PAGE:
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Research offers more proof older workers don’t drain comp coffers

Source: https://www.riskandinsurance.com

“There is growing evidence that an aging workforce has a far less negative impact on workers’ compensation claim costs than might have been thought,” suggests new research. 

“The NCCI study on the aging workforce published in 2011 concluded that costs for workers in the 35- and older-age cohorts tend to be quite similar. … This study provides further evidence of similarities between younger and older workers.”

The authors partially credit employers for the new trend. “As the workforce ages, employers are making efforts to encourage older workers to remain on the job by implementing safety and loss control programs to reduce injuries for older workers,” they said. “These programs are also likely to improve overall productivity and benefit workers of all ages.”

The report noted that specific companies have implemented stretching programs for workers before their shifts begin or provided on-site trainers with ice for aches and pains. Some have changed the configuration of work areas to accommodate older workers.

While the findings come as good news to employers seeking to retain their more senior, knowledgeable workers, it also points out potential problems about younger workers. Among its conclusions was that older workers no longer have a monopoly on some of the more costly injuries.

“Injuries due to high severity diagnoses have historically been more common for older workers, but those high severity diagnoses are now becoming common in younger-age cohorts as well,” the study says. “It has been suggested that a sedentary lifestyle, which reduces blood flow to muscles and joints, is likely a factor in causing the relative increases in knee and rotator cuff injuries in younger people.”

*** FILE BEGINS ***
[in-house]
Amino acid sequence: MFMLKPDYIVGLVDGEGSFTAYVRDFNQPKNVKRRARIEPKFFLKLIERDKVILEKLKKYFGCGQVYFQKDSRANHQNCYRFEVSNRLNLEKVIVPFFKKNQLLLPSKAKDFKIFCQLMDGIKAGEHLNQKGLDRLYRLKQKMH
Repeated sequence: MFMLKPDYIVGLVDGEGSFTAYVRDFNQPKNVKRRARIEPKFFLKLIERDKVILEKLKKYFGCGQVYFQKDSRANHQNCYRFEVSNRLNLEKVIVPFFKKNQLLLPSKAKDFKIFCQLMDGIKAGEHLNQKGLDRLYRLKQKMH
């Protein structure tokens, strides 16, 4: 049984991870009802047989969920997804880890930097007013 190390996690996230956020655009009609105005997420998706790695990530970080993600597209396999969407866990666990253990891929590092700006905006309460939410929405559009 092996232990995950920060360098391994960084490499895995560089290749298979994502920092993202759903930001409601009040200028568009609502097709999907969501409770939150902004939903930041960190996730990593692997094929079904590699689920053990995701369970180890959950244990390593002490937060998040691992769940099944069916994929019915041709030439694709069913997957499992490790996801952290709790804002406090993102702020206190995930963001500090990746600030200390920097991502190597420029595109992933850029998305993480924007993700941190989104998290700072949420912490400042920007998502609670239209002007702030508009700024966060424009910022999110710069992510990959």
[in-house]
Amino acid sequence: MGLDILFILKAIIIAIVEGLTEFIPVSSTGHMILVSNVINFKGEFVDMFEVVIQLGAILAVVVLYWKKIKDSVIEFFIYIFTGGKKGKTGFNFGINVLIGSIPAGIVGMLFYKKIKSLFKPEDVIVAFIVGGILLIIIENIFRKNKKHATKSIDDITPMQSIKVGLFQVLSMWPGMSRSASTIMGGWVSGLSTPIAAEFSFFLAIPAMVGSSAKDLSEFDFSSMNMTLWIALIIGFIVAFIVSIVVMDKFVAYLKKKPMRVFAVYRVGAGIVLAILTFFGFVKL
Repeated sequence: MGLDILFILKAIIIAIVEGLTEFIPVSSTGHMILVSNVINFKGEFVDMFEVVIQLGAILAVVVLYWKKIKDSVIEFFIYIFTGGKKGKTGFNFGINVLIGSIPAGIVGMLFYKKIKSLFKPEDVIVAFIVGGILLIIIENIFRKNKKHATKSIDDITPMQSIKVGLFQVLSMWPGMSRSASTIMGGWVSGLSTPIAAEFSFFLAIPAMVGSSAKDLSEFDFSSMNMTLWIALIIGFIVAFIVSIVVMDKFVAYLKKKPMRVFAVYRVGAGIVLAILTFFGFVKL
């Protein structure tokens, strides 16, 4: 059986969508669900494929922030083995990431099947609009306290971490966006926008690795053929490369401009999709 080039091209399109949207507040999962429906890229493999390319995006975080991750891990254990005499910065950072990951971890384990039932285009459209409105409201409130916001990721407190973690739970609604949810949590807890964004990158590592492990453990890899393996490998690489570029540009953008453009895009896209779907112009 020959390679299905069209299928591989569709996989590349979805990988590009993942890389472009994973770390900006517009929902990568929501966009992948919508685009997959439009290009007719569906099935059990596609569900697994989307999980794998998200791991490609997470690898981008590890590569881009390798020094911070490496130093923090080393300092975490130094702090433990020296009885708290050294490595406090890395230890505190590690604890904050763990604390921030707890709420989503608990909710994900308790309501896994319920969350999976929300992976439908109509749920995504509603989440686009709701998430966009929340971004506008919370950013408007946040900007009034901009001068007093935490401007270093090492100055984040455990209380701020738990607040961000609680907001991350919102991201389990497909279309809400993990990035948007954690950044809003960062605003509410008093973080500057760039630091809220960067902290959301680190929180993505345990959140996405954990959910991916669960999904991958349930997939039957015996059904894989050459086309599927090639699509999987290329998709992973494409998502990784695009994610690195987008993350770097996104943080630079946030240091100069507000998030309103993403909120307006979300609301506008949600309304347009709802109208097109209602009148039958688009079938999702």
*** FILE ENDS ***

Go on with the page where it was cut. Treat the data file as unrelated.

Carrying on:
Three costly injuries — rotator cuff syndrome, rotator cuff sprain, and tears of medial cartilage meniscus of knee — entered the top 10 for younger-aged workers as time went by, and rankings within age cohorts became higher. For example, rotator cuff syndrome was in the top 10 only for the 55-64 age cohort in 1996/97 but was in the top 10 for workers 35 and older by 2007/08.

Additionally, the study noted:

  • Duration, treatments per claim, benefits paid per day, and costs per treatment are all very similar for workers in the 35 and older age cohorts, and they are higher than for workers in the under age 35 cohorts.
  • Age-related deterioration is small and gradual until age 80.
  • For a given diagnosis, on average, an injury sustained by an older worker is no more likely to result in a temporary total or permanent partial claim than for a younger worker.